We know D.C. Get our free newsletter to stay in the know.
Gear Prudence: My wife and I are riding a long-distance charity ride next month together, and I was really looking forward to it. But last week, she “surprised” me by showing me the two matching bike jerseys she bought for us to wear on the ride. We have very different aesthetic sensibilities and I find the jersey to be, for lack of a better term, butt ugly. How do I tell her that I appreciate the gesture but that I don’t want to wear the awful jersey she picked out? —Shirt Absolutely Mortifying, Embarrassing
Dear SAME: You don’t. You get over yourself and you wear the ugly bike jersey. Your wife went out of her way to do something nice and, moreover, by picking matching outfits, wanted to associate herself with you. Perhaps if she knew that you were such a vain loner, she wouldn’t have gone through the trouble, though I suspect this isn’t the first time you’ve rebuffed her in such a way. Does your wedding ring really give you a “mysterious finger rash” or is something else going on here?
As the Blues Brothers and those creepy twins from The Shining show, matching outfits are always cool. Sports teams wear uniforms to show mutual affiliation and shared effort, and because they probably get a 10-percent discount if they order the same shirt in bulk. Embrace your teammate status and deal. —GP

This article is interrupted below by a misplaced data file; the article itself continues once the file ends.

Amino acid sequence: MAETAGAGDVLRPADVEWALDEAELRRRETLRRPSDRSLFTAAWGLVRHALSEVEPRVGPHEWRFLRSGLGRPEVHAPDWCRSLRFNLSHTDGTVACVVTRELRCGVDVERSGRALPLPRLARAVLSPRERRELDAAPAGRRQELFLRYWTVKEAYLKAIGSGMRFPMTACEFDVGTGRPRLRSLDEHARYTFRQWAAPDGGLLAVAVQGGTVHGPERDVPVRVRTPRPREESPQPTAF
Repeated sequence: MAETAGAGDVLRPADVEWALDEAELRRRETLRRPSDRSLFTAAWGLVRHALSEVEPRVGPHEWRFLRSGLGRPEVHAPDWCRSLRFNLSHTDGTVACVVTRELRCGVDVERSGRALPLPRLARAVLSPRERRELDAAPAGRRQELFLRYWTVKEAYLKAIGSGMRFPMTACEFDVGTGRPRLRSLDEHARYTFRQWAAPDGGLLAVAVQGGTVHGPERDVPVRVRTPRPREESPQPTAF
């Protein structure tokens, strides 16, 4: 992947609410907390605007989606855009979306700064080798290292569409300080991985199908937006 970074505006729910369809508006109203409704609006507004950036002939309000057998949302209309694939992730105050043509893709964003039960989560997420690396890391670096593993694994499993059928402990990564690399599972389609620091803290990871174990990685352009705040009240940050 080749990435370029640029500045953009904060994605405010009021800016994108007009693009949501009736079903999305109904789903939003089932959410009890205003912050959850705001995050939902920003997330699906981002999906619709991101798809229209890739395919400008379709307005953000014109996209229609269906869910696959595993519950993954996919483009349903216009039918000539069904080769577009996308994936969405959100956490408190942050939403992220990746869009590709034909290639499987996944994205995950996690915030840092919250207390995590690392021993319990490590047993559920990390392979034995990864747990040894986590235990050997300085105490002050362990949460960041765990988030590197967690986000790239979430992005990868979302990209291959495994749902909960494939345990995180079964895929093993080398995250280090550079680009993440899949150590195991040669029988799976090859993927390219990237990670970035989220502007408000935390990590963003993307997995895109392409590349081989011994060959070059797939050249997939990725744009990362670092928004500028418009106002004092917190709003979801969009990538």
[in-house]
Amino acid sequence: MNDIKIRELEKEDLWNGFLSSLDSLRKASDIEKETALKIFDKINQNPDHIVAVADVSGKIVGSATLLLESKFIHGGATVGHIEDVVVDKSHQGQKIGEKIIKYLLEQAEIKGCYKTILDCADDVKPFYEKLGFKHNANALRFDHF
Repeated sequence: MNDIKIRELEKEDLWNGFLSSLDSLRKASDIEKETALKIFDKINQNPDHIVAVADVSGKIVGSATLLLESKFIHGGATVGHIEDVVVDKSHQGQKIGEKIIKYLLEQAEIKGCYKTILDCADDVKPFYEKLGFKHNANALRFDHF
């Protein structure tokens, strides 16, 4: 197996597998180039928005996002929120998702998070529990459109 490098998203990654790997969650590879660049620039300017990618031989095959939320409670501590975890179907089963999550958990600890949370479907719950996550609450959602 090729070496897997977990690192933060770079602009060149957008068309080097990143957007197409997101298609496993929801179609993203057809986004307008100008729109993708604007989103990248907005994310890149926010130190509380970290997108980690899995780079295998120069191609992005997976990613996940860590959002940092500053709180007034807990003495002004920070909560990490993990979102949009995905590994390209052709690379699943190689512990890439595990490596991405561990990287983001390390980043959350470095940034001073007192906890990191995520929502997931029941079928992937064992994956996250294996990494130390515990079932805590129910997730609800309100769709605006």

Gear Prudence: Any tips on biking over wet leaves? The bike lanes are clogged with them after fall rainstorms, and I’m worried I’m going to slip and fall. —Seeing Leaves In Piles
Dear SLIP: Foliage can be lovely this time of year, until the deciduous detritus deposits itself on the roads and trails. Unless you’ve invested in a handlebar-mounted hair dryer/rake combo (patent pending Gear Prudence Industries), riding in the fall means coping with wet leaves. To paraphrase a saying, keep your eyes clear and ride where they ain’t. Avoidance will invariably be your best strategy, but there are times when this won’t be possible. In those cases, go slower, don’t make any sudden turns or weave, and try not to suddenly accelerate or brake too much. Obviously the extent to which you can manage these things will depend on a bunch of factors you can’t control, but be cautious and keep your wits about you. If you do find yourself falling, remind yourself of the autumn weekends of your youth where you whimsically leapt into leaf piles. This won’t make the ground any softer, but nostalgia might be a fun diversion. Afterwards, report the wet leaves to 311. Public agencies can be good about sweeping, but nudge them along by reporting specific troublesome locations. —GP
Gear Prudence is Brian McEntee, who tweets @sharrowsDC. Got a question about bicycling? Email firstname.lastname@example.org.